American Samoa: the tastiest island in the US

[There exists a wonderful site on the internet called Uncyclopedia.org, meant to parody Wikipedia with its own versions of “encyclopedic” articles. Being a big fan, I thought I might try my hand at writing an article of my own. Here’s my take on the American Samoa.

Note: those of you outside the United States are likely not to find this funny at all. The same might also go for those who do know about the cookie.]

American Samoa

From Uncyclopedia, the content-free encyclopedia.

6/11/2008

Kenneth Burchfiel

The American Samoa, an integral part of the nation’s history, is located just inside the pantries of millions of families. Known for its unique characteristics and addictive texture, the American Samoa is by far the most-consumed U.S. territory in the world. The Samoa is so popular, in fact, that an island in the Pacific has been named after it.

Discovery

The American Samoa was first discovered in 1917 when a band of Girl Scouts encountered its recipe. They quickly reported the find to their troop leaders, who suggested that they find a way to allow more Americans to visit the Samoa. Extensive territorial mapping commenced in the mid-fifties; it concluded with Troop 141 leader Maggy Peters adding a tablespoon of sugar to the recipe. Scientific studies show that the Samoa is the only island that travels door to door each year, selling itself in honor of the first Girl Scout discoverers.

[The American Samoa is known for its coconut coastline and chocolate rivers.]

Physical Characteristics

The Samoa, at approximately two inches in diameter, is one of the smaller regions in the United States. It appears to be a richly forested island, with plenty of coconut appearing around the outer rim. In the middle, however, lies a giant crater whose origin is unknown. The Samoa features four dark-colored rivers, most of which have solidified and have a reportedly sweet consistency. Unfortunately, the American Samoa is subject to annihilation by means of a natural disaster known as “Eating,” in which its entire surface is mashed up by a series of white stones. Millions of Samoa acres are subject to this brutal event every year. There are two distinct seasons in the territory: baking season and storage season. The first begins with a humid, lukewarm period and concludes with temperatures as high as 350 degrees; these heat waves can last for up to two hours, when the season abruptly ends. Storage season is somewhat longer, and usually entails dry, stable weather at temperatures around 60-70 degrees. Most tourists visit the Samoa during storage season.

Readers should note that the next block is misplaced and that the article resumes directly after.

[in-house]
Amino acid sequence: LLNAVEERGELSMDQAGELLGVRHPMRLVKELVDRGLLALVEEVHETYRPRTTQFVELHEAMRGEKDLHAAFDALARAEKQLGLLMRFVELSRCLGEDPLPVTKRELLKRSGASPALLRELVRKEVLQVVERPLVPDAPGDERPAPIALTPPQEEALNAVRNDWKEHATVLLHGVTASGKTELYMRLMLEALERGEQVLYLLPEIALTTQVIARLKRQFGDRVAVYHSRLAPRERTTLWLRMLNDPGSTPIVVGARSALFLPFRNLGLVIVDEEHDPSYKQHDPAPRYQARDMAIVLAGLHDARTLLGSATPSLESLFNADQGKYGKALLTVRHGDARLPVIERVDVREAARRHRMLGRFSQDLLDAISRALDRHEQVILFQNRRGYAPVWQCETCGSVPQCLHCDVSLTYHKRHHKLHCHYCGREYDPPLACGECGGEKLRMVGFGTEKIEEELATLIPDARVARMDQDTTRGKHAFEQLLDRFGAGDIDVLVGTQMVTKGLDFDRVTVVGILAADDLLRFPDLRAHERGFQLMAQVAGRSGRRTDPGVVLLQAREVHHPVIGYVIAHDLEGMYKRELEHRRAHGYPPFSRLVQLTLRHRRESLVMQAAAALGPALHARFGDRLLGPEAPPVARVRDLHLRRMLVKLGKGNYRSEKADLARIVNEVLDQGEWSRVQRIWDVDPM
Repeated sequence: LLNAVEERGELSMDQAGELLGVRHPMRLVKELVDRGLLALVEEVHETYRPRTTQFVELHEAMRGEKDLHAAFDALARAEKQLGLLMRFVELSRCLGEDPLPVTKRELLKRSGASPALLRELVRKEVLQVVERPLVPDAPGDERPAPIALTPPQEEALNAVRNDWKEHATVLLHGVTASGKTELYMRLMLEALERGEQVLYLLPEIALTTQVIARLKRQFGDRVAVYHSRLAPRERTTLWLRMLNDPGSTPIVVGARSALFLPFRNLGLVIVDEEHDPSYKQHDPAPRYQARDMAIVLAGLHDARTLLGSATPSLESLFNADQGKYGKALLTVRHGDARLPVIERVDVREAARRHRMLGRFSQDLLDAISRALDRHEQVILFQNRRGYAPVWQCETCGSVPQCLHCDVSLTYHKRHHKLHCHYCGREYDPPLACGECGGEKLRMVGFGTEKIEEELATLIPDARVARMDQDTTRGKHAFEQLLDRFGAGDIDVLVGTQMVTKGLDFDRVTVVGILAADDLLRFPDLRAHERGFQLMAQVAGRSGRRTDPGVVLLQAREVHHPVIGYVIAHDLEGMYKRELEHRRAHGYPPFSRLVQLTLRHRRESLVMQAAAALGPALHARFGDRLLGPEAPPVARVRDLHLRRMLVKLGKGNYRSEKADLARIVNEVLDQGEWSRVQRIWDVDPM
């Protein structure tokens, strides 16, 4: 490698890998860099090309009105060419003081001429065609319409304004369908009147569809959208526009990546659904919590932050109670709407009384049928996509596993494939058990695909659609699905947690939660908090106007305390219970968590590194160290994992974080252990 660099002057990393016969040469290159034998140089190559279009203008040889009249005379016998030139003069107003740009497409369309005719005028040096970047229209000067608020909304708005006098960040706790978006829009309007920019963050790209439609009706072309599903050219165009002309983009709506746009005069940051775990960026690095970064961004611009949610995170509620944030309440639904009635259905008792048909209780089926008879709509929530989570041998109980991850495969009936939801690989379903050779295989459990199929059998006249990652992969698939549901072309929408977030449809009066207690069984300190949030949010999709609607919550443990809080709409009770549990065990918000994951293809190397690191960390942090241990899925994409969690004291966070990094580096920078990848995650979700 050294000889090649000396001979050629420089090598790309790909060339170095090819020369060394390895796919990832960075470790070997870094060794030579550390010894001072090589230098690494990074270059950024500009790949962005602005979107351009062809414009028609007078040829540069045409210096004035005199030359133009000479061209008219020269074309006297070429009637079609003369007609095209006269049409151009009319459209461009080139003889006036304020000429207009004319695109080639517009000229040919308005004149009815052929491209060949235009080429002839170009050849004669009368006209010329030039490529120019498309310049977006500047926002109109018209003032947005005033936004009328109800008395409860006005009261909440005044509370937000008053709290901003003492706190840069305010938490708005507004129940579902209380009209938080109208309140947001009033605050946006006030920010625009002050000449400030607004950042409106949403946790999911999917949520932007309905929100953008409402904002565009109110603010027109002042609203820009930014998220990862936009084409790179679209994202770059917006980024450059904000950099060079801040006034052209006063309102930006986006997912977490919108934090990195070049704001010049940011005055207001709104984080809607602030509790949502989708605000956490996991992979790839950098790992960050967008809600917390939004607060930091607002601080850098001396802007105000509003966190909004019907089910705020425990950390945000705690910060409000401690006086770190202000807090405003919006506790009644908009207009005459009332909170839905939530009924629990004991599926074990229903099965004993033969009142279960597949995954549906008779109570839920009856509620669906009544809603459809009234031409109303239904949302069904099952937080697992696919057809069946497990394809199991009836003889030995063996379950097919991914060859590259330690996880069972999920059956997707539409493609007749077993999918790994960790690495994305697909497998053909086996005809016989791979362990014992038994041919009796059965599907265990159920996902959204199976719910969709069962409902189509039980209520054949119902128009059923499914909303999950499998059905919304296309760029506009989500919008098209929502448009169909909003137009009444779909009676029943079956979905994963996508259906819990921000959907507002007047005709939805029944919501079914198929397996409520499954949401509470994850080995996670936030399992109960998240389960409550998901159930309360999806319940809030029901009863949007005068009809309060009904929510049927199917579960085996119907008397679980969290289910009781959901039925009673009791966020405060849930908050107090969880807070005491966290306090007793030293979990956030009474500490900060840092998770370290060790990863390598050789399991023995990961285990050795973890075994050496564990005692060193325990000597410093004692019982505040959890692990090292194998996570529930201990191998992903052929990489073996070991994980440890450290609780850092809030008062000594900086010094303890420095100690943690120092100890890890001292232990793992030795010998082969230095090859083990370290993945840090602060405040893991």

Territorial Dispute

The Samoa was at the epicenter of a regional controversy on December 19, 2007. Billy Walsh was about to destroy the Samoa by eating when his sister, Sarah Walsh, intervened. Sarah claimed that she had territorial rights over the American Samoa, but Billy retorted, saying that he had finished his math homework first. The event quickly escalated into a shout match, ending only when mediator Johnny Walsh took the Samoa and ate it himself.

(Note: the Uncyclopedia version of this article is at http://uncyclopedia.org/wiki/American_Samoa . Seeing as Uncyclopedia.org can be edited by anyone, the original text of the article has likely been changed or simply deleted.]

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